Why is a running belay so uncommon? I just summited my first mountain last week (we were ascending Hood as we heard of the tragedy on the mountain that day) so my experience is worth about a grain of salt compared to those above. But being from Michigan, my training ground is a rope in a tree, a back yard, and a ton of reading that told me a running belay was the way to go. An upright, mid-clipped picket can be set in under a minute in most snow conditions and has the same holding power as labor intensive t-slot. With the 6 pickets we had between the 4 of us, we were able to descend the majority of the pearly gates to the bergshrund with two pickets on the line the entire time with minimal delay. I have two regrets of our trial so far: one) I wished we would have shortened the rope to balance the risk of the climbers close to the anchors and two) that we also ran the same protection going up the chute.
Before we started up the chute I did remind everybody to keep their heads up to the team as much as possible in the hopes that if one person did begin to slip or fall that somebody would be able to call it before it caught the whole team off guard. Two of us also were using a runner strength ax tether that I would probably encourage the other two to use next time - the snow was just soft enough to get the ax shaft buried leaving us well-attached to the mountain at times of rest. We made sure the rope was on the uphill side, so a fall from the rear would turn the person to the mountain and not away from it.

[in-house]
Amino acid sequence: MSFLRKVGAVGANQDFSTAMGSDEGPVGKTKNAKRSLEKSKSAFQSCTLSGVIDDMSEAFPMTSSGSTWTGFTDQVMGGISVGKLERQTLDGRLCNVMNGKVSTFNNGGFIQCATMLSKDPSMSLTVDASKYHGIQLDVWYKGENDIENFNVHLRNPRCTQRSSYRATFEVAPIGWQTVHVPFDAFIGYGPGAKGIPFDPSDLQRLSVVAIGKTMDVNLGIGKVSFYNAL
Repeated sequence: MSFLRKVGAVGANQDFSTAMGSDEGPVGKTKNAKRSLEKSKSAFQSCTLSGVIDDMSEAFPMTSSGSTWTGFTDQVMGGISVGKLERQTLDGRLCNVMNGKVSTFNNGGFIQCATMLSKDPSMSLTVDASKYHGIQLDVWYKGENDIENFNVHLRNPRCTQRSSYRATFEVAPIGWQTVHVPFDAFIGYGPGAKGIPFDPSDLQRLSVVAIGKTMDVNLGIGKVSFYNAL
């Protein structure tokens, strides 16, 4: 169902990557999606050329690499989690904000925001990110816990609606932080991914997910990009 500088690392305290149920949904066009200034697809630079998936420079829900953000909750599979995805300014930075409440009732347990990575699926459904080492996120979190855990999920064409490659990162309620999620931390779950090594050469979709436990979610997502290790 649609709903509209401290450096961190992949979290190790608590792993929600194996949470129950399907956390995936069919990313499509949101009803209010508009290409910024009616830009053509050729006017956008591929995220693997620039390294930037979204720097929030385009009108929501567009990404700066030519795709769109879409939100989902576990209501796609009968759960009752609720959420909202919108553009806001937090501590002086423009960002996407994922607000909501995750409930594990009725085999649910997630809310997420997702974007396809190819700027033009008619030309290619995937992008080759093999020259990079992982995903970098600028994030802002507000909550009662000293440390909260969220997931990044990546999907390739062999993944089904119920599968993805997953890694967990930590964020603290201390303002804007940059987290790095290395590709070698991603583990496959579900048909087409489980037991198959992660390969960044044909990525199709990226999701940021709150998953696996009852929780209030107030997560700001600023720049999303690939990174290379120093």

On the way down someone bobbled off of hogs back but he didn't really miss the trail, I made sure that everybody remembered to call "falling." It was 5 minutes later when somebody did just that. After looking up from my own arrest I was proud to see two guys with their faces buried and on top of their axes while the third was making his way back up to the trail. With legs of jello at the end of the day, it was something we all laughed at, but who knows what would have happened without the first warning. Next time, I'll make sure every day starts out the drills to make sure everybody's muscle memory is where it should be.
I know a lot of the accident reports start off with the tangled mess of a rope team or people complain of rope teams clogging a route, but are there good experiences that DIDN'T turn into front page news because they DID use a rope team?
Like I said I'm a total noob here - but I figured I'd add several months of having my nose in a book or article as points of argument. This is also an article covering some of the what/whens of simul-climbing:http://www.mountainz.co.nz/content/arti ... sition.php
In the case of the Rainier accident, I'd say the rope team did what it was supposed to. There are other questions in terms of self rescue or team rescue that could be asked but I'm not in a position to ask those questions. In the end, I'll say that I'm for educated
rope teams. Perhaps the teams that more people are against are those that simply tie themselves together and think they are instantly safer because a rope is involved.